Please remember September is Childhood Cancer Awareness Month. You can support my family’s efforts by coming to Play for a Cure this Saturday at Union Station Depot, 102 N Palmer St. Plant City.
Thank you for continuing to follow our journey and for all the thoughts and prayers sent our way.
The definition of brave is this: ready to face and endure danger or pain; showing courage. People often tell Morgan she is brave although she says she doesn’t really feel brave. Worried, concerned, inconvenienced, those are words she’d use when it comes to cancer. But she doesn’t spend her time thinking of that.
The last few months have been fun! We have packed as many activities as we could into our summer days and made lots of memories around 2 cycles of antibody+chemo. The treatment itself is painful but tolerable and we hoped to continue with it every other month through Morgan’s first year of high school. Neuroblastoma had other plans.
Scans this week showed no improvement and even a few new bony lesions of cancer. Not the news we wanted to hear. This has been a long road, almost nine years and Morgan is tired and stressed about things no 14 year old should even know about. Our girl is staying true to her character and is determined and wants to keep aggressively attacking this disease.
The plan is called mibg therapy. We’ve never tried it and hope it provides the knock out punch we need. Hopefully she’ll be done with the first round and back to start school with her friends.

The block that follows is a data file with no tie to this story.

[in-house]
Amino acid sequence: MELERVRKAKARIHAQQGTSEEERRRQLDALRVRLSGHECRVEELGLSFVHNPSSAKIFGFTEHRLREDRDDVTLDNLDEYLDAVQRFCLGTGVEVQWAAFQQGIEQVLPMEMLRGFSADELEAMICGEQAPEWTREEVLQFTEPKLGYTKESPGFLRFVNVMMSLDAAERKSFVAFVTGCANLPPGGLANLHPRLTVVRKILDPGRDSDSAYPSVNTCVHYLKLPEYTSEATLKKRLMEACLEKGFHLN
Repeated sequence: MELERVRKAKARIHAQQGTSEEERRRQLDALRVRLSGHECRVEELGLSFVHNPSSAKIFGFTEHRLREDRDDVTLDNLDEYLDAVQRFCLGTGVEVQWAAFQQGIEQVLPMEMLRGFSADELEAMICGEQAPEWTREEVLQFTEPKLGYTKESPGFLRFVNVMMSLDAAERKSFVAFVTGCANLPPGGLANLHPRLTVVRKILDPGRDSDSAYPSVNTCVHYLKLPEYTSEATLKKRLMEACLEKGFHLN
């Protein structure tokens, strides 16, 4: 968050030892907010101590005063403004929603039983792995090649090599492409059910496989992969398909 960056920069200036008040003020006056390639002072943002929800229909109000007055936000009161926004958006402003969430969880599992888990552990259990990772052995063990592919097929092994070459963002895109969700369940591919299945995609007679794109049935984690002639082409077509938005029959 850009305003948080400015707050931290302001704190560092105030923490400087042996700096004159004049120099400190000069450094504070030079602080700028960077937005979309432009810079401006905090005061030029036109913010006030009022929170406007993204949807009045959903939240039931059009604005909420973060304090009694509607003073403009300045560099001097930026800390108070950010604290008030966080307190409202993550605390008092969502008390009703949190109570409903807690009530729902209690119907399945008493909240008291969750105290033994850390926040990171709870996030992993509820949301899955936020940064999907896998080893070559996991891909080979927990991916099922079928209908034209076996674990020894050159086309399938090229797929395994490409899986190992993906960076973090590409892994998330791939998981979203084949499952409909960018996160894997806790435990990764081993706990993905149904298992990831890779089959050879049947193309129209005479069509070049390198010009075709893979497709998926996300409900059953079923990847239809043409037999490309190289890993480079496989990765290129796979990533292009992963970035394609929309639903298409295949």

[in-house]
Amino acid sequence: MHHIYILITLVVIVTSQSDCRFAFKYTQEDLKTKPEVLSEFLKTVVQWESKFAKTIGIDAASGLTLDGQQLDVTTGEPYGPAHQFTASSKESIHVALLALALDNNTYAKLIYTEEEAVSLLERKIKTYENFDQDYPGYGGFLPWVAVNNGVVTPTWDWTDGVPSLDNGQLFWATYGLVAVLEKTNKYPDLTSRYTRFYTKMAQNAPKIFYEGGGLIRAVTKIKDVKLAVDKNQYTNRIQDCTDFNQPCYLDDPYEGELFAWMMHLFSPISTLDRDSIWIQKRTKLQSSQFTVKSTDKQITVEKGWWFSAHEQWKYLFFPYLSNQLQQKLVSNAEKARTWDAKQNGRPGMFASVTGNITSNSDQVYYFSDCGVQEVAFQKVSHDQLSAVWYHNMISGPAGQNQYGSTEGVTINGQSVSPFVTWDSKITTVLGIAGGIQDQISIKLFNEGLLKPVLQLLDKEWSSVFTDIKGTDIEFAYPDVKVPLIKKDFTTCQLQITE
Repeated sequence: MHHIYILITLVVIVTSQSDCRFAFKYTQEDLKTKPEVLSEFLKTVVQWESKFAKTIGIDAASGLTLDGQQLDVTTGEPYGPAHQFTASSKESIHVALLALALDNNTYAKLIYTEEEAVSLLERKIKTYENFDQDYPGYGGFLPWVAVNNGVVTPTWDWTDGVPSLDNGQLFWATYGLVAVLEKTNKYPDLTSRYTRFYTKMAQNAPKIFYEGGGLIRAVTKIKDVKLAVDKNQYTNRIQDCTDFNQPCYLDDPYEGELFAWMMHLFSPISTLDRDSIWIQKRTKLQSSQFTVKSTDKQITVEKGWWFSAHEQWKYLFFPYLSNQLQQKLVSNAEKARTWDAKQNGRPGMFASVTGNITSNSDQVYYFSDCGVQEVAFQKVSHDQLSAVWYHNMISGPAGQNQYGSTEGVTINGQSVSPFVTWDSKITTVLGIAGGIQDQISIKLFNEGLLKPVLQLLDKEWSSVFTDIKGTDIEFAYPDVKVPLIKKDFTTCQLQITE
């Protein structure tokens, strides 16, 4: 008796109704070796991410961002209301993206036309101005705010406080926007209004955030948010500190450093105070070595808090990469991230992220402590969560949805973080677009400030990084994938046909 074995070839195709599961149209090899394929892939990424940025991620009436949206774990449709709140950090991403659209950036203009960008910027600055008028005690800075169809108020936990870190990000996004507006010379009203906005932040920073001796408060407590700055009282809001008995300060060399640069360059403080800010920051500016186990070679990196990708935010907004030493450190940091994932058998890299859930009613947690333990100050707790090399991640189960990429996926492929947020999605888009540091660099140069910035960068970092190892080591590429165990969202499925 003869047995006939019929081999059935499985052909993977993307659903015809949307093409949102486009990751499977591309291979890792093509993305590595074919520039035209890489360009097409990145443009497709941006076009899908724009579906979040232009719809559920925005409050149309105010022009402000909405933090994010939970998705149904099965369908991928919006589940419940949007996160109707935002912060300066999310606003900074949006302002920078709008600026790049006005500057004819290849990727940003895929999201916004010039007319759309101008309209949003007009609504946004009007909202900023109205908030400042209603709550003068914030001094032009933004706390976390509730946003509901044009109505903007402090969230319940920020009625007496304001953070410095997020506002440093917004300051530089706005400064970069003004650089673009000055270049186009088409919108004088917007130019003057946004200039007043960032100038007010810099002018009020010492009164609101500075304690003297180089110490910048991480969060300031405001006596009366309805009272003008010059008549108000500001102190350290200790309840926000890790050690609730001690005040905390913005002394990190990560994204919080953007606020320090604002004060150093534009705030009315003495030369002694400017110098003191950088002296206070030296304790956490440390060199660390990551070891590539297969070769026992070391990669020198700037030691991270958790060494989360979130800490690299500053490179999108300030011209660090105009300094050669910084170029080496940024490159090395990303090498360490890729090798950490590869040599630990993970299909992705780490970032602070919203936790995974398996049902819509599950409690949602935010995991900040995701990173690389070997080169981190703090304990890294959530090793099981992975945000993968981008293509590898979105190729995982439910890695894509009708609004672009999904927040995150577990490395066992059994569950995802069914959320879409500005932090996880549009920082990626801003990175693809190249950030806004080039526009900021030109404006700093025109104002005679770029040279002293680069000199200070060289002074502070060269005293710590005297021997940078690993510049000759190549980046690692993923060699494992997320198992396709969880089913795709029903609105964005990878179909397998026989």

We could use all the prayers, good wishes and positive thoughts you could send our way! Thank you for caring and checking in on our girl!
Chemo, a trip home and then a trip back to NYC. Morgan recovered from low dose chemo in March and we discussed how to move forward. She decided on a drug that has recently become approved for kids with nb- it’s an antibody that in her case is given with low dose chemo. There has been great response for some kids with refractory (won’t go away) or recurring (keeps coming back) disease. Before we could start this new drug it became clear that Morgan needed a mediport. A mediport is a small box surgically placed under the skin with a catheter going into major vessel for all iv infusions and blood draws. We decided to have Dr Laquaglia place the port while we were in NY for repeat scans. This was hard for me to stomach as the memory of septicemia is vivid in my mind from just two short years ago. Having a port brings a much greater risk of blood infection. It was not a decision taken lightly, but one that became clear would be the right one. Her poor veins are tired and need a break.
We came to the decision to try this drug because it is aggressive and is shown to have a good response but also because for Morgan chemo typically clears her bones of cancer while antibody (3f8) clears her marrows of cancer. We can’t combine 3f8 with chemo but we can combine ch14.18 with chemo.
So, we are trying something new.
We have been in St Pete inpatient all week, praying and wishing and hoping this is the thing that does it for her. She wants so badly to have a break from treatment but she wants to get rid of her cancer even more. And here we are. It has been a mild week compared to 3f8 although she does have pain with each antibody infusion. And nausea with the chemo and all the other issues that come with cancer treatment. Unlike 3f8, this antibody is given over 10 hours each day for four days, along with an hour of chemo each day for five days. It is given inpatient and includes a morphine drip along with a slew of other heavy duty drugs to combat nausea and allergic reactions. Tonight is our last night. As she sleeps, the last of the chemo drips into her veins to help kill whatever cancer is in her sweet body. Please let this work.
She will do this again in a month or so then we will scan and see if this is working. On our off weeks, we are going to finish up school and get our summer started.